ZURICH (Reuters) – A U.S. anti-terrorism official warned Swiss banks not to do business with Iran on Saturday, saying Iranian officials sought to conceal their identity in deals designed to fund Iran’s uranium enrichment program.
Stuart Levey, the U.S. Treasury’s top anti-terrorism official, said he came to Switzerland as part of a European tour to warn banks that they risked tarnishing their reputations if they did business with Iran, OPEC’s second-largest oil producer.
“We delivered new evidence that implicates Iranian financial institutions in the uranium enrichment program,” Levey said in an interview in French-language daily Le Temps.
“We came to offer new information to Swiss bank executives to make them aware of the risks to their reputation they could run by maintaining financial relations with Iran.”
Washington is leading efforts to isolate the Islamic Republic over its atomic program and has slapped sanctions on two Iranian banks. United Nations sanctions have targeted one bank. Iran denies U.S. claims it aims to build the bomb.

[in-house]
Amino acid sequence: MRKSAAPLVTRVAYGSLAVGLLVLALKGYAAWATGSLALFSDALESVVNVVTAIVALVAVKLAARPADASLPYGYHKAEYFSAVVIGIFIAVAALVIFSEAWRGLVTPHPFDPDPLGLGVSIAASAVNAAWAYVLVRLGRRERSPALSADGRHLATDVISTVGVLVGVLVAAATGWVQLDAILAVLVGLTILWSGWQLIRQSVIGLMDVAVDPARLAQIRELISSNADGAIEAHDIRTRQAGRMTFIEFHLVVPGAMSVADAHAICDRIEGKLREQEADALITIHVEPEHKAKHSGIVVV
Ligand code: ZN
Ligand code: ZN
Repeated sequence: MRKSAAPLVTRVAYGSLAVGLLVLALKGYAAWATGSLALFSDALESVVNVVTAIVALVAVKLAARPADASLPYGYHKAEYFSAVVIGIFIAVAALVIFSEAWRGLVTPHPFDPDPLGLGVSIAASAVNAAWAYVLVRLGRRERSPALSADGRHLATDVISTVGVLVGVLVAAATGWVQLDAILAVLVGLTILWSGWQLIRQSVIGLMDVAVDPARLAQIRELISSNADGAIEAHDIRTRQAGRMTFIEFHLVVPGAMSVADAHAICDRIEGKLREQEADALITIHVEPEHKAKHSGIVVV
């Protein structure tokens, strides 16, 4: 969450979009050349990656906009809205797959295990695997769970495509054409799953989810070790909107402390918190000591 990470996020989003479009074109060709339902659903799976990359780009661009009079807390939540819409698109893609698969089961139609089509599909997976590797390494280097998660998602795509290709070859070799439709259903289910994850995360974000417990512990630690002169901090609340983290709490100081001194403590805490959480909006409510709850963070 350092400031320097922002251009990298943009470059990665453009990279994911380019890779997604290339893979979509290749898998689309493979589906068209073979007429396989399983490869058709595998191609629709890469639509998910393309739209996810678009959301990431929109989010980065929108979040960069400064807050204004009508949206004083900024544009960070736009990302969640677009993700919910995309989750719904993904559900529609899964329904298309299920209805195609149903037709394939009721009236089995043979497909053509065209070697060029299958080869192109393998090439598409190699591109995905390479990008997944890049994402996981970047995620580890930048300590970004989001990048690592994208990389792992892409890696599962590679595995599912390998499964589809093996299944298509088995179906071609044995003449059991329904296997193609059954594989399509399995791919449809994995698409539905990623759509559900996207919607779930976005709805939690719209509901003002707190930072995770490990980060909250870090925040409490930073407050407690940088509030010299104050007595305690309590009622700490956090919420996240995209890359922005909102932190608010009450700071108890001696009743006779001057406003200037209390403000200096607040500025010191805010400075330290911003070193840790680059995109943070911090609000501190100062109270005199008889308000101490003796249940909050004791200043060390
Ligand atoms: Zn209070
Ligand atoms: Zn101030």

U.S. officials have worked hard behind the scenes to ensure that Iran cannot raise the cash it needs to finance key oil projects as well.
Switzerland’s largest bank, UBS AG, said last year it would cut all ties to Iran, an rare move in a country that has long proven a safe harbor for international deposits.
Rival Credit Suisse said it would not accept any new business but would not sever old ties.
Levey said banks in Switzerland — the world’s largest haven for foreign cash and proud of its tradition of banking secrecy — had been cooperating well with U.S. efforts but that Iranian parties were seeking to conceal their identities.
“Cooperation is good but it takes a continuous effort to prevent development of the Iranian financial system, which is attempting by any means possible to remove the names of the people who are conducting transactions,” he told the paper.